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  • Pillar breech rifles - The missing link?

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    You know round ball, you know patched round ball, you might know squashed round ball and of course you know the miniƩ(ball), but do you know the Tamisier bullet and the pillar breech rifle? You will by the end of this vid!

    A dive into a short 4-5 ye...

  • Madsen M50: From the Korean War to Star Trek

    During World War Two, Madsen (DISA) manufactured a licensed copy of the Finnish Suomi (see: https://youtu.be/hjs1uiAIpNQ). When the war ended, they wanted to replace this with a more modern, inexpensive design of their own. The result was the Model 1946 Madsen, a creative clamshell design of stam...

  • Denmark's m/75: A Lease-to-Own Rifle

    Denmark's adoption of the H&K G3 is a rather odd story. First off, the Danes adopted the m/66 H&K as its sniper/DMR rifle in 1966, while retaining the M1 Garand as its standard service rifle. Not until 1973 do they decide to update the M1s, and when they do a. major rifle test, the M16 wins. Howe...

  • Snipers Before Infantry: the Danish m/66 Sniper

    The Danes adopted the M1 Garand after World War Two, and continued using it as their standard service rifle all the way until 1975 - and alongside it they used the M1D as a sniper or DMR rifle. The Danish Home Guard decided to upgrade those M1D rifles in the 1960s, however, and looked to H&K for ...

  • The Gun Science Says Can't Work: Madsen LMG Mechanics

    The Madsen LMG is generally considered an extremely complex and confusing system - but is it really? Today we are taking one apart to see just how it actually works. Because in fact, it's a very unusual system, but not really any more complicated than any other easy self-loading action.

  • Beltfed Madsen LMG: When the Weird Gets Weirder

    First produced in 1902, the Madsen was one of the first practical light machine guns, and it remained in production for nearly 5 decades. The Madsen system is a rather unusual recoil-operated mechanism with a tilting bolt and a remarkably short receiver. The most unusual variation on the system w...

  • Live Fire: Madsen M50

    The Madsen M50 is one of the quintessential early Cold War submachine guns. Cheap, simple and utilitarian. Be sure to check out our accompanying for this video here - https://armourersbench.com/2020/07/12/madsen-m50-live-fire/ If you enjoy our work please consider supporting us via Patreon, TAB i...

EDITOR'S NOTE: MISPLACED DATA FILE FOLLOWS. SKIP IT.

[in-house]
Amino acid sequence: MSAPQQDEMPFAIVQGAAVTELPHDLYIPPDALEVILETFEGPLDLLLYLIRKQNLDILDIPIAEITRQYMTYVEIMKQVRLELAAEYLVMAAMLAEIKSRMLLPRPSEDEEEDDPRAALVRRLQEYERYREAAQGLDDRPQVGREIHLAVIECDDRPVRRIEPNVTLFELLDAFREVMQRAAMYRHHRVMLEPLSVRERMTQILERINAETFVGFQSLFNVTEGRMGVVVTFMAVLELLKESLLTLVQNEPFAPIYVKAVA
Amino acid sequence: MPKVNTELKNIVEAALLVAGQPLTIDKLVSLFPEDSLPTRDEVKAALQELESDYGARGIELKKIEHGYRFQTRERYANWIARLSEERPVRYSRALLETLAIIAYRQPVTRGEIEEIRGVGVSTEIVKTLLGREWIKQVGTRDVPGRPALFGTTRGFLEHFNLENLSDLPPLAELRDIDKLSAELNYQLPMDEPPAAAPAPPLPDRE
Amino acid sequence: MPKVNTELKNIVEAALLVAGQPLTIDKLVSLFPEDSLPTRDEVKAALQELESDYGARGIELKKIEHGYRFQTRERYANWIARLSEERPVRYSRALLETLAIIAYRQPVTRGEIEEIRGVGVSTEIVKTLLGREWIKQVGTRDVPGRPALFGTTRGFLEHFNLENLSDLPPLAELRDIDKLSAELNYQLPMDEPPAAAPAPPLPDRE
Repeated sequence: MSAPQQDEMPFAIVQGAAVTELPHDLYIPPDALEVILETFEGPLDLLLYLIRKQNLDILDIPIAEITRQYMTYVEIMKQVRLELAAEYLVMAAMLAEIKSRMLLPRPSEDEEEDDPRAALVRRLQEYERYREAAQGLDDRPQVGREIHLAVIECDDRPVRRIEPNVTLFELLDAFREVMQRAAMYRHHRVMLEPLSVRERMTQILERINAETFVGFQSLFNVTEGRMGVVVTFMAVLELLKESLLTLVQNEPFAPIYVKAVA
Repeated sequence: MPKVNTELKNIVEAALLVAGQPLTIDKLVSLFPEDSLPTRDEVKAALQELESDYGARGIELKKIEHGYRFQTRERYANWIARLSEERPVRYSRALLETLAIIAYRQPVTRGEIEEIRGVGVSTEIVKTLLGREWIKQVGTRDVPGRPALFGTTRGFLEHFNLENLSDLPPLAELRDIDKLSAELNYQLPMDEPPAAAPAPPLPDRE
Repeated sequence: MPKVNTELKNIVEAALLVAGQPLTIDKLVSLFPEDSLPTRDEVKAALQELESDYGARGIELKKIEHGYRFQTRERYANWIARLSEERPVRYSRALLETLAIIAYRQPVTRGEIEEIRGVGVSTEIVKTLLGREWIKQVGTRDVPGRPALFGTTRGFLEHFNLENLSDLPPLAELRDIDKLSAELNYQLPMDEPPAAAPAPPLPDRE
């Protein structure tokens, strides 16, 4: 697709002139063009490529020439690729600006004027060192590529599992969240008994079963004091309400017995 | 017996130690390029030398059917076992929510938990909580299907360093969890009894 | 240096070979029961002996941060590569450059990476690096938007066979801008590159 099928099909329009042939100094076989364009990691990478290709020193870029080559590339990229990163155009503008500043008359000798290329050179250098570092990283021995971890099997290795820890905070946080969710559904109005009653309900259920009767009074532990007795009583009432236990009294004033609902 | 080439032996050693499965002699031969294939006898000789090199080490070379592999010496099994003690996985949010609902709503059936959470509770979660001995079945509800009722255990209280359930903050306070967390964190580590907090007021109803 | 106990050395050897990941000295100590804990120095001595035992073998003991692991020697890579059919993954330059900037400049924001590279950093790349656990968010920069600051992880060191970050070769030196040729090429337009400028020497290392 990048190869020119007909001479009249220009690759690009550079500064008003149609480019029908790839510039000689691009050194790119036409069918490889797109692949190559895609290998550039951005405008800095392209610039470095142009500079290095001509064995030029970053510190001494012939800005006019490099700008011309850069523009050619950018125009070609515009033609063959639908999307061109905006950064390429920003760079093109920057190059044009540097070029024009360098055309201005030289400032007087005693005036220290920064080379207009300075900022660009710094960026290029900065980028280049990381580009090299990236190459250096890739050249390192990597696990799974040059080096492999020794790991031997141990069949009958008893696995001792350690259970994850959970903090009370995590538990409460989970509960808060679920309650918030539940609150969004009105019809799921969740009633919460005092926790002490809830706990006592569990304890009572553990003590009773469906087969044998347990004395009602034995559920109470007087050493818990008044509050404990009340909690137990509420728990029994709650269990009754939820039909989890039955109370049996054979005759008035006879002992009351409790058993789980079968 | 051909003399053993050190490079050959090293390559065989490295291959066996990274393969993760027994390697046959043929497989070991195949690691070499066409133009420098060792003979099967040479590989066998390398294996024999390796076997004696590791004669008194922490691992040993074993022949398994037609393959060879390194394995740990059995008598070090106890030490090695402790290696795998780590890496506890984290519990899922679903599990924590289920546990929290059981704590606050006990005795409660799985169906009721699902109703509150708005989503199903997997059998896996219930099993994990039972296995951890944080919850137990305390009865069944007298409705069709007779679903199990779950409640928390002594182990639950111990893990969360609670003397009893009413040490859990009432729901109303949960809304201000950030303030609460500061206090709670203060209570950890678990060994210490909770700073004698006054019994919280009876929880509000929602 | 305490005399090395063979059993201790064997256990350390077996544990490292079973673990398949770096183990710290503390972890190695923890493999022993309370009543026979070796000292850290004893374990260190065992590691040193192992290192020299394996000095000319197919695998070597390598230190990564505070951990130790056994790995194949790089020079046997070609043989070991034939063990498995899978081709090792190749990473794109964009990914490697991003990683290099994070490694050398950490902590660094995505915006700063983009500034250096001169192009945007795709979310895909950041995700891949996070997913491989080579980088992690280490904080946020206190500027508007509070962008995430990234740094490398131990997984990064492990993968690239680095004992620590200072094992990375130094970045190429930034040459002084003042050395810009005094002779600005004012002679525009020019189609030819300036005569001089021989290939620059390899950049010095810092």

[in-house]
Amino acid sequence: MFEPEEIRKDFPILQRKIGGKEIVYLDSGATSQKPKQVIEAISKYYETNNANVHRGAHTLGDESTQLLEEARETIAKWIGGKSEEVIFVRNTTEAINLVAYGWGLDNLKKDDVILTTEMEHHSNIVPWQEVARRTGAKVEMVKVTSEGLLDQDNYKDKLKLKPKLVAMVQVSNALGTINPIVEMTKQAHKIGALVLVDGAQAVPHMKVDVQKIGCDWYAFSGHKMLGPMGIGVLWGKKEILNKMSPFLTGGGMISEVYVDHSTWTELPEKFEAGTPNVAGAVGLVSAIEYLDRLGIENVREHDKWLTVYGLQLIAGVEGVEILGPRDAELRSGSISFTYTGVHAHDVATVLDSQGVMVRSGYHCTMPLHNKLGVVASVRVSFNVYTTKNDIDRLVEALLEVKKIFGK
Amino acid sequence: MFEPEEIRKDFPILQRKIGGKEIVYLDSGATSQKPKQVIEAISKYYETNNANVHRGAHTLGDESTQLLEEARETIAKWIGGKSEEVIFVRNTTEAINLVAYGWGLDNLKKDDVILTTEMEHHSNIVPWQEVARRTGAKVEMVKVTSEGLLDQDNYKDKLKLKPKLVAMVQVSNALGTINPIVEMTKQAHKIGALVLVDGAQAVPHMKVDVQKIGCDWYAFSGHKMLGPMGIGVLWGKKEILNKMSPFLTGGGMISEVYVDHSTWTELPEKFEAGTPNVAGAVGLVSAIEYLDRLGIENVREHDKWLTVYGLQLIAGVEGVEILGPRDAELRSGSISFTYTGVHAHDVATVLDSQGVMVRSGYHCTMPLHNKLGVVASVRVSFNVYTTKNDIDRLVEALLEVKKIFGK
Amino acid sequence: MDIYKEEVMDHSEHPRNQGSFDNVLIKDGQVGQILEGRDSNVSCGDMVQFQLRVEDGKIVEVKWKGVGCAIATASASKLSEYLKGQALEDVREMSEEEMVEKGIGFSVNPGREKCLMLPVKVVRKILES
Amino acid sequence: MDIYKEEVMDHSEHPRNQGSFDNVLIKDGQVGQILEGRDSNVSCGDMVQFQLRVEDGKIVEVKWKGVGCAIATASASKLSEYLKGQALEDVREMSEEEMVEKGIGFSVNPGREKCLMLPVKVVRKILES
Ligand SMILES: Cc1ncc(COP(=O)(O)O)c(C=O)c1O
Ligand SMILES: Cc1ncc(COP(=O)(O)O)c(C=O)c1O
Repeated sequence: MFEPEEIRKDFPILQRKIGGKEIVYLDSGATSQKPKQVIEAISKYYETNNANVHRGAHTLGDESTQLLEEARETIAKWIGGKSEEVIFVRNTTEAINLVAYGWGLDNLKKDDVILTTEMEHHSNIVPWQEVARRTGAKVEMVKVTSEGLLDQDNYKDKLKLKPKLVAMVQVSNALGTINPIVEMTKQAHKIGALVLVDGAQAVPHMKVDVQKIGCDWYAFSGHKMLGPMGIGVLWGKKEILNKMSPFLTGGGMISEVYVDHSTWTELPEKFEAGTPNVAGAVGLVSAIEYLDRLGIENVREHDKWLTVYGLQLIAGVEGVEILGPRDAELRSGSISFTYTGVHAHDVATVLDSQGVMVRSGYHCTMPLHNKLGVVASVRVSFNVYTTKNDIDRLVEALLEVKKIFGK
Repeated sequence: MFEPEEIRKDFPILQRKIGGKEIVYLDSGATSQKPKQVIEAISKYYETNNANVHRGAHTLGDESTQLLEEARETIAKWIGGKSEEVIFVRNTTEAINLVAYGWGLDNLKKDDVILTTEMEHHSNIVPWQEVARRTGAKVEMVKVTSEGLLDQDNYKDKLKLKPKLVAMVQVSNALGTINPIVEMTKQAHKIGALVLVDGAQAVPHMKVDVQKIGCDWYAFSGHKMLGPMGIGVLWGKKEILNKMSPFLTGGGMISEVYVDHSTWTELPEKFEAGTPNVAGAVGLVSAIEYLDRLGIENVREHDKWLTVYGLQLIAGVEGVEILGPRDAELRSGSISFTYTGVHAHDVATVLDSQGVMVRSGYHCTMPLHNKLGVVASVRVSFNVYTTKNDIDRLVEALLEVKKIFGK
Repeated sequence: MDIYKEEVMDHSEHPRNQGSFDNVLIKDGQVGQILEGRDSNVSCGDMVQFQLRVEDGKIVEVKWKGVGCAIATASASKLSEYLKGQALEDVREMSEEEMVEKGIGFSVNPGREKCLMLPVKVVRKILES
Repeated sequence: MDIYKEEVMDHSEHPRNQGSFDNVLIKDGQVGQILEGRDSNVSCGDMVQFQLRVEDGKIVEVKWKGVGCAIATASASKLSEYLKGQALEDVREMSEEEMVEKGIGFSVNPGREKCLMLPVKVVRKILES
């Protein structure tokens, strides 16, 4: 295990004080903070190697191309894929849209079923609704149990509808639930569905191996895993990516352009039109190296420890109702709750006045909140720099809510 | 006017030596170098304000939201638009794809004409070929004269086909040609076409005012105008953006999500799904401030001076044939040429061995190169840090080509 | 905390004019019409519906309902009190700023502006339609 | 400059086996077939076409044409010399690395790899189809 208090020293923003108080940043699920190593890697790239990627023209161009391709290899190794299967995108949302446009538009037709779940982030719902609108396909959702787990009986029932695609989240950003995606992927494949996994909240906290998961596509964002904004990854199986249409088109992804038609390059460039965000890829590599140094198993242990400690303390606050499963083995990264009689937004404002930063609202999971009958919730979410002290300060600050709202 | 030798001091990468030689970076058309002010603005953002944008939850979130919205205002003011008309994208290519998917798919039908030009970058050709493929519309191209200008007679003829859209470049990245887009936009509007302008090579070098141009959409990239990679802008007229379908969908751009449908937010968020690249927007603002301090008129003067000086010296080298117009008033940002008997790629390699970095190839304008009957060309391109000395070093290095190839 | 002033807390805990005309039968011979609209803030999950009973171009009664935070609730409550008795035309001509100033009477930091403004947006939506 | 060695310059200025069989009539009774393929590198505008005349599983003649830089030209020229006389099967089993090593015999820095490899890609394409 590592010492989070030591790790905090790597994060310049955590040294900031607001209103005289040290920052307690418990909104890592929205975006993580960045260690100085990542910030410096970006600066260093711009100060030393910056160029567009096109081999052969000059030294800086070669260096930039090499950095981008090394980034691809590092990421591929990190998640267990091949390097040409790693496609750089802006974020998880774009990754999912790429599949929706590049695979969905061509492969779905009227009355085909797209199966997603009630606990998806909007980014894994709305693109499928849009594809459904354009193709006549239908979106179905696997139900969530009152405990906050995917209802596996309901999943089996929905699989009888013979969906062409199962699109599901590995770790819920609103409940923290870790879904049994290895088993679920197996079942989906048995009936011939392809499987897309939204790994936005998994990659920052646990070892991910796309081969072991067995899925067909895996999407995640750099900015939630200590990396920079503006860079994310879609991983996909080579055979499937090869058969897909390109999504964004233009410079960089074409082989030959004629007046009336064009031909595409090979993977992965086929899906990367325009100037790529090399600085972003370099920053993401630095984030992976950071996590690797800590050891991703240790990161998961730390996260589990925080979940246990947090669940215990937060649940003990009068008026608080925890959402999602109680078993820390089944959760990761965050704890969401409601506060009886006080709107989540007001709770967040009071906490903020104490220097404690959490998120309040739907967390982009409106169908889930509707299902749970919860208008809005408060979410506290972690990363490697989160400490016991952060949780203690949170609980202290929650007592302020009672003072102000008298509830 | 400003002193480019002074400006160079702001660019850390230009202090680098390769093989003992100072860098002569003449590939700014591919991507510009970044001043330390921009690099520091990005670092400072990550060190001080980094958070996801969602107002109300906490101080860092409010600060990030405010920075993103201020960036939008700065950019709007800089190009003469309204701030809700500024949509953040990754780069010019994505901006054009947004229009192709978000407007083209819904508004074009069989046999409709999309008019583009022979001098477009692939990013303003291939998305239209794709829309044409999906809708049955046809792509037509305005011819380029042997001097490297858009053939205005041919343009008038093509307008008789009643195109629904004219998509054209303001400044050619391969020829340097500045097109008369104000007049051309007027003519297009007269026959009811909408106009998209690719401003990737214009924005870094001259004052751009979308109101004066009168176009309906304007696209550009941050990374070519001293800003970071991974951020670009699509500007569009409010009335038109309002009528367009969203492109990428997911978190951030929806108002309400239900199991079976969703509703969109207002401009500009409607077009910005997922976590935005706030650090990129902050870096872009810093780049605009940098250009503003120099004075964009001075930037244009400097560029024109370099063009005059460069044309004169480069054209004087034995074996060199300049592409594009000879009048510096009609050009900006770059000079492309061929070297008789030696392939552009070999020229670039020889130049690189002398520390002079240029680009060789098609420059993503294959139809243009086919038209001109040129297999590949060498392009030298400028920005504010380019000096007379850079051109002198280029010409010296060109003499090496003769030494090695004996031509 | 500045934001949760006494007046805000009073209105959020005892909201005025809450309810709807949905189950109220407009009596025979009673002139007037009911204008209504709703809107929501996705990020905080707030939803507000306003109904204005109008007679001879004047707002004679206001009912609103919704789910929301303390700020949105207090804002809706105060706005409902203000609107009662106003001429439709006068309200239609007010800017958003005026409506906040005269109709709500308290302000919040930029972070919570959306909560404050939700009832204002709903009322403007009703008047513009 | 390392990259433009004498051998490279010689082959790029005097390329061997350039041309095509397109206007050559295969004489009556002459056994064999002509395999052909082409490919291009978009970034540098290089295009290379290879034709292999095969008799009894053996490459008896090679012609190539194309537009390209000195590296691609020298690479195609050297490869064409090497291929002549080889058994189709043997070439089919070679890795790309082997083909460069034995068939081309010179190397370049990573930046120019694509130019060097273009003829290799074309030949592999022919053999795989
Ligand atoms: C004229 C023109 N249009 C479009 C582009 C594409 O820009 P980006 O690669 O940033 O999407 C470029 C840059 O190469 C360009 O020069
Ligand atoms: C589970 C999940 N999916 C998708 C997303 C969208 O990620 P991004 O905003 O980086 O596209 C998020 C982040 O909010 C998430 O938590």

• The best named gun in the world? The Bang B1

    Experts at the time called it: 'Clumsy ill-balanced and altogether unpleasant to handle.' Charming.

  • Danish 1889 Krag-Jorgensen

    The Danes were the first military to adopt the Krag-Jorgensen rifle, with this infantry variant in 1889. It is chambered for the Danish 8x58R cartridge, which was also used in Remington Rolling Block rifles (although the Krag loading is more powerful than that of the Rolling Block). Unlike the No...

  • Madsen LAR: An AK for NATO!

    The Madsen LAR (light automatic rifle) was an attempt by the main Danish arms manufacturer to get into the military rifle market after World War Two (they also released a bolt action rifle around the same time, the Model 47). The first version of the LAR was chambered for 7.62x39mm and submitted ...

  • Danish 1865/97 Pinfire Conversion Revolver

    The Danish artillery was an early adopter of metallic-case handguns, taking on this pinfire 6-shot solid-frame revolver in 1865 - when most of the world was still using percussion firearms. The thousand guns made served well for many decades, until in 1897 they finally were recognized as obsolete...

  • Schouboe Model 1916: The Final Attempt

    The final iteration of the Danish Schouboe pistol is this, the model 1916. Produced in prototype quantities only, it took the features of the 1910 pattern (safety and external barrel pivot) and made a few more changes. The slide no longer telescopes over the barrel - possibly to add mass and red...

  • Otterup Model 69: From German Sword to Danish Plowshare